Method of oil painting developed in the 1880s by the French neo-Impressionist Georges Seurat
. He used small dabs of pure colour laid side by side that, when viewed from a distance, blend together to make other colours, forms, and outlines, and give an impression of shimmering light.
Seurat's reliance on the optical mixing of colour was inspired by the scientific colour theories of Herman Helmholtz and Michel-Eugène Chevreul. The technique used more regular and even brushstrokes than those of the Impressionists, who mixed pigments to create the colour required. Seurat's work is seen as inaugurating the school of neo-Impressionism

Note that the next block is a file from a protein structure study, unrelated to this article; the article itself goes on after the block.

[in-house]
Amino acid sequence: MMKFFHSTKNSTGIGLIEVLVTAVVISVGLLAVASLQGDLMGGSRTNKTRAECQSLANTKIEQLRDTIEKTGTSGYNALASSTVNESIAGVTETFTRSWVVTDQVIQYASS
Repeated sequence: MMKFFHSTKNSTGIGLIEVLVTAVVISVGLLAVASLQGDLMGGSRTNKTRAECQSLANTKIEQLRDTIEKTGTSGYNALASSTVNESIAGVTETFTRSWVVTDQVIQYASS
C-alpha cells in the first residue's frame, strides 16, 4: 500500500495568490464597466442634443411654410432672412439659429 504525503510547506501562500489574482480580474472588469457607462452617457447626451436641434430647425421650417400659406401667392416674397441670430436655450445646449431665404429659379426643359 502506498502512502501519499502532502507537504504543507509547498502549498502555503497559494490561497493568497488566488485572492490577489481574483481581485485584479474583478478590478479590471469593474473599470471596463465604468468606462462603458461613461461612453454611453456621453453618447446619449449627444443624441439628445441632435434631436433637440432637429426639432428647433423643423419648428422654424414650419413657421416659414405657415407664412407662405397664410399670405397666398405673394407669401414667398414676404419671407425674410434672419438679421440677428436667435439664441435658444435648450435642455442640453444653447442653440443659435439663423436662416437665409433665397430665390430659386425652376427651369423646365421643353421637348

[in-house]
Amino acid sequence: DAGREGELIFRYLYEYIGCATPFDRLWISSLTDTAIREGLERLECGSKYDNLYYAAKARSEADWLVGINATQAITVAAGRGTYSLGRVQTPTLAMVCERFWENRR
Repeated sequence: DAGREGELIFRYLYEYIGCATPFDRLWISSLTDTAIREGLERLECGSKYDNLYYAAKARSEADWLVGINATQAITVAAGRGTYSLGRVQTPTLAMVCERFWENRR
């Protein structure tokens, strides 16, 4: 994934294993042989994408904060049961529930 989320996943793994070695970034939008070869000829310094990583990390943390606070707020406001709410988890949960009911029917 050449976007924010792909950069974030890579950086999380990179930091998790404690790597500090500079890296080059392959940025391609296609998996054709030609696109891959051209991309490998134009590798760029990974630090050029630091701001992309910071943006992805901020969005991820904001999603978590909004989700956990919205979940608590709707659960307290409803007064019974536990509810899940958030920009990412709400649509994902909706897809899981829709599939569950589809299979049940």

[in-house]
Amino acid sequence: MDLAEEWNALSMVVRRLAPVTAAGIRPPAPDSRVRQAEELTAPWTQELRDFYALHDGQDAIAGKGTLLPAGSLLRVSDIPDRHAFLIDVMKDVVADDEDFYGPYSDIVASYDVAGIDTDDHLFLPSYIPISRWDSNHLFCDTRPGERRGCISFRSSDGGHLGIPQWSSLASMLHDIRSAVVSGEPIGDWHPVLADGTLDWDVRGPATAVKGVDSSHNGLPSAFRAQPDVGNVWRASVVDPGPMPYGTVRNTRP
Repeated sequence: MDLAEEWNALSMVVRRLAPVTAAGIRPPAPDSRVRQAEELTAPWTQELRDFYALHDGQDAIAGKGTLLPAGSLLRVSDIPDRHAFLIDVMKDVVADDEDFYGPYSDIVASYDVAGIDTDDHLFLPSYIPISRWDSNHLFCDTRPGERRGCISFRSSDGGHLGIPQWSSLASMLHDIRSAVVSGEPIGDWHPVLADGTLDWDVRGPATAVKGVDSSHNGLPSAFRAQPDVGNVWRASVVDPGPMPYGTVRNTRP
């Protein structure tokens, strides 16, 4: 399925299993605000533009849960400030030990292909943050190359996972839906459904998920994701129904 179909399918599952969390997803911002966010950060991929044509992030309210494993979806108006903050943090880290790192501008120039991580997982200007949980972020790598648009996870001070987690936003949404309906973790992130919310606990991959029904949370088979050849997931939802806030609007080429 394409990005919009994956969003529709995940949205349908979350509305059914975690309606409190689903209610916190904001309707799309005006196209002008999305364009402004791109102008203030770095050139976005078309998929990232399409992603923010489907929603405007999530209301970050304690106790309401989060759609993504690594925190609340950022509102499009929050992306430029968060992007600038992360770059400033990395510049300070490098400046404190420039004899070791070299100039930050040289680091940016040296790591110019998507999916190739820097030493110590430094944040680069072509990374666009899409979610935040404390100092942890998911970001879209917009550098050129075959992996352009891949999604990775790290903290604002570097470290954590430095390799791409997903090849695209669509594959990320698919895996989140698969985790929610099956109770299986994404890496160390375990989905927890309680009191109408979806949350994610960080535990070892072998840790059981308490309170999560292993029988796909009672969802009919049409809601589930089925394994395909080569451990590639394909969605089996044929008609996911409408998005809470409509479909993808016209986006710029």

, and his use of pointillism was taken up by, among others, Camille Pissaro
and Paul Signac
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